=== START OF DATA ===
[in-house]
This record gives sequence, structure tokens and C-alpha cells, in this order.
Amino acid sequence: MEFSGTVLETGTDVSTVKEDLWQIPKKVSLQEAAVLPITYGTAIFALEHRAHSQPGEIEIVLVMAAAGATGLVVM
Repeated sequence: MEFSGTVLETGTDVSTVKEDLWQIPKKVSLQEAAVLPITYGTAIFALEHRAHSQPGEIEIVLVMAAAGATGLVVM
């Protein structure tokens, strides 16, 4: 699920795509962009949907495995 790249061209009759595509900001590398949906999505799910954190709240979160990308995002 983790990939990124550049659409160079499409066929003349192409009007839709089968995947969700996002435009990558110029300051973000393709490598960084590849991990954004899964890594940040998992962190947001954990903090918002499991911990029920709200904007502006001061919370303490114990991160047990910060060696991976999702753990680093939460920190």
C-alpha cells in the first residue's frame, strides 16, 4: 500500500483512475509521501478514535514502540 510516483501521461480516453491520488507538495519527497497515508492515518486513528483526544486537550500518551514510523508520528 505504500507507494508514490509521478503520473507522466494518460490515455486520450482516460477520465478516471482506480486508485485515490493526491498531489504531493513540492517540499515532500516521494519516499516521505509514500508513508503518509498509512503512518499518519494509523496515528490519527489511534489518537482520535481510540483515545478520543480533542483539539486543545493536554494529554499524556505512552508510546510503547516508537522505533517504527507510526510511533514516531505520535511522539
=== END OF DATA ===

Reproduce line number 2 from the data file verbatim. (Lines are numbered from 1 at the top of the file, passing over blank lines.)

This record gives sequence, structure tokens and C-alpha cells, in this order.